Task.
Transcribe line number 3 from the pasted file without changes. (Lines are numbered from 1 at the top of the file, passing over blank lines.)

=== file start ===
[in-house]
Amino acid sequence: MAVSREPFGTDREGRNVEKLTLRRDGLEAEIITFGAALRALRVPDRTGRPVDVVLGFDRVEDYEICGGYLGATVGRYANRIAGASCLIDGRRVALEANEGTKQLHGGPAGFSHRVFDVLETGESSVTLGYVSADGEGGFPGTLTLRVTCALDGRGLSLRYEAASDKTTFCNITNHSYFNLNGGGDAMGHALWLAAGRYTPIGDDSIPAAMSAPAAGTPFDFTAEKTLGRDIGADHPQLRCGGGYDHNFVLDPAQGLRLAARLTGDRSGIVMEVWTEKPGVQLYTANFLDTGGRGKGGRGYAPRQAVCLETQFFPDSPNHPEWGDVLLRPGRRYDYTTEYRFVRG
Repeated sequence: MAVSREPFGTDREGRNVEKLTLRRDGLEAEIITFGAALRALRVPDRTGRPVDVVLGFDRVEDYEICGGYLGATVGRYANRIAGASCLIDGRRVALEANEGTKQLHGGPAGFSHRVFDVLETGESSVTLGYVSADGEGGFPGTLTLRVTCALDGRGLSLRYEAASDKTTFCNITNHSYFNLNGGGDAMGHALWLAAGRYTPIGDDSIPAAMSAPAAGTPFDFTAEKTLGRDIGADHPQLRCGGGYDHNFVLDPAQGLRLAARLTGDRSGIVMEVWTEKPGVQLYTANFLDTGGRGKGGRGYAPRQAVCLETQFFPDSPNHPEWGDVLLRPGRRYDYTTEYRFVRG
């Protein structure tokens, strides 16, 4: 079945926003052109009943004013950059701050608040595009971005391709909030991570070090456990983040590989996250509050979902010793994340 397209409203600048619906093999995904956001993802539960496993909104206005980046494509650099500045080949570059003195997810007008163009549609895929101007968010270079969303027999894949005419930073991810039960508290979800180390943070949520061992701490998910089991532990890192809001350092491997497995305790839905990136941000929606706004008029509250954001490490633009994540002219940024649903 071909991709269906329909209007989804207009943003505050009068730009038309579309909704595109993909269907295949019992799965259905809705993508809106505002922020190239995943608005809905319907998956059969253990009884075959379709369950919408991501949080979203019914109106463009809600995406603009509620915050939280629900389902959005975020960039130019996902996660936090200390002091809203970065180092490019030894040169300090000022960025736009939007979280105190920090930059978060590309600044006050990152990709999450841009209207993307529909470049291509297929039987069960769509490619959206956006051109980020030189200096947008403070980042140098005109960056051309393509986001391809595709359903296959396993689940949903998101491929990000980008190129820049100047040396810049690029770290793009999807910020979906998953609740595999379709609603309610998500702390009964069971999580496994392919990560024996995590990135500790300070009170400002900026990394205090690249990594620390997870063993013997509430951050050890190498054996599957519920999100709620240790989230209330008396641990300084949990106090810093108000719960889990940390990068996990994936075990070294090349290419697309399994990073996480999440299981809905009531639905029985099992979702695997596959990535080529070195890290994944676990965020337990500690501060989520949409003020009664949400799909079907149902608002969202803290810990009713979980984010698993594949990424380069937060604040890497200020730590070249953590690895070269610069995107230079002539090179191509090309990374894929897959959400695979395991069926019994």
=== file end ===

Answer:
Repeated sequence: MAVSREPFGTDREGRNVEKLTLRRDGLEAEIITFGAALRALRVPDRTGRPVDVVLGFDRVEDYEICGGYLGATVGRYANRIAGASCLIDGRRVALEANEGTKQLHGGPAGFSHRVFDVLETGESSVTLGYVSADGEGGFPGTLTLRVTCALDGRGLSLRYEAASDKTTFCNITNHSYFNLNGGGDAMGHALWLAAGRYTPIGDDSIPAAMSAPAAGTPFDFTAEKTLGRDIGADHPQLRCGGGYDHNFVLDPAQGLRLAARLTGDRSGIVMEVWTEKPGVQLYTANFLDTGGRGKGGRGYAPRQAVCLETQFFPDSPNHPEWGDVLLRPGRRYDYTTEYRFVRG